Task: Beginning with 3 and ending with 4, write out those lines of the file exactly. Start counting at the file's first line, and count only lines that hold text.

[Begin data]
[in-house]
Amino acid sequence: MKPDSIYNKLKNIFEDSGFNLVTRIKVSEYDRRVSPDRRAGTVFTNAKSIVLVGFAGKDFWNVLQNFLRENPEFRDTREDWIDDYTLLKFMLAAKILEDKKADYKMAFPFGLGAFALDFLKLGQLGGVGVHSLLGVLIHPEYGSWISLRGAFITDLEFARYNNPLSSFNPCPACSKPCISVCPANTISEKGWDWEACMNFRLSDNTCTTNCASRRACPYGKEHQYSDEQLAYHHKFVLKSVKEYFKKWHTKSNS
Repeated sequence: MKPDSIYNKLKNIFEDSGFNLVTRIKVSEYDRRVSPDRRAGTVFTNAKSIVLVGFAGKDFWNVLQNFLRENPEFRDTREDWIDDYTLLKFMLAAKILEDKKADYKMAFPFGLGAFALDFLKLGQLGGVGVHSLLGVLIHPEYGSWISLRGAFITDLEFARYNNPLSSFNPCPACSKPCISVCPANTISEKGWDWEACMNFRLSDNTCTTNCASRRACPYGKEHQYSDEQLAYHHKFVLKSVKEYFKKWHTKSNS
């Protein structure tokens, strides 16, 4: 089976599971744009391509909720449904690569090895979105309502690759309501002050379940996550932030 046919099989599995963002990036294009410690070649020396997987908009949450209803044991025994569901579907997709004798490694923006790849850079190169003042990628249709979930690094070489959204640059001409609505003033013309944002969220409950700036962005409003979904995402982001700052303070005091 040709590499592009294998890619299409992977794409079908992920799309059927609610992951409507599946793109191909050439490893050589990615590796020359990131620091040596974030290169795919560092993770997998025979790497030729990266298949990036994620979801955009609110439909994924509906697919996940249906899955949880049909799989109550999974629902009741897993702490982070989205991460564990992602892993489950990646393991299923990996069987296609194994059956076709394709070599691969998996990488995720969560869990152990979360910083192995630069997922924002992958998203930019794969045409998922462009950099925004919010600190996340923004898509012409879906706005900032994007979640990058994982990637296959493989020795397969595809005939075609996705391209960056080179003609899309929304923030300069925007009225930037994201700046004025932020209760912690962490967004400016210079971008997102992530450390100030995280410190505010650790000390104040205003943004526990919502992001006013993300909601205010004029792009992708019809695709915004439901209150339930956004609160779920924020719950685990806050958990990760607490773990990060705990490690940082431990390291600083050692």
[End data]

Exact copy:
Repeated sequence: MKPDSIYNKLKNIFEDSGFNLVTRIKVSEYDRRVSPDRRAGTVFTNAKSIVLVGFAGKDFWNVLQNFLRENPEFRDTREDWIDDYTLLKFMLAAKILEDKKADYKMAFPFGLGAFALDFLKLGQLGGVGVHSLLGVLIHPEYGSWISLRGAFITDLEFARYNNPLSSFNPCPACSKPCISVCPANTISEKGWDWEACMNFRLSDNTCTTNCASRRACPYGKEHQYSDEQLAYHHKFVLKSVKEYFKKWHTKSNS
């Protein structure tokens, strides 16, 4: 089976599971744009391509909720449904690569090895979105309502690759309501002050379940996550932030 046919099989599995963002990036294009410690070649020396997987908009949450209803044991025994569901579907997709004798490694923006790849850079190169003042990628249709979930690094070489959204640059001409609505003033013309944002969220409950700036962005409003979904995402982001700052303070005091 040709590499592009294998890619299409992977794409079908992920799309059927609610992951409507599946793109191909050439490893050589990615590796020359990131620091040596974030290169795919560092993770997998025979790497030729990266298949990036994620979801955009609110439909994924509906697919996940249906899955949880049909799989109550999974629902009741897993702490982070989205991460564990992602892993489950990646393991299923990996069987296609194994059956076709394709070599691969998996990488995720969560869990152990979360910083192995630069997922924002992958998203930019794969045409998922462009950099925004919010600190996340923004898509012409879906706005900032994007979640990058994982990637296959493989020795397969595809005939075609996705391209960056080179003609899309929304923030300069925007009225930037994201700046004025932020209760912690962490967004400016210079971008997102992530450390100030995280410190505010650790000390104040205003943004526990919502992001006013993300909601205010004029792009992708019809695709915004439901209150339930956004609160779920924020719950685990806050958990990760607490773990990060705990490690940082431990390291600083050692």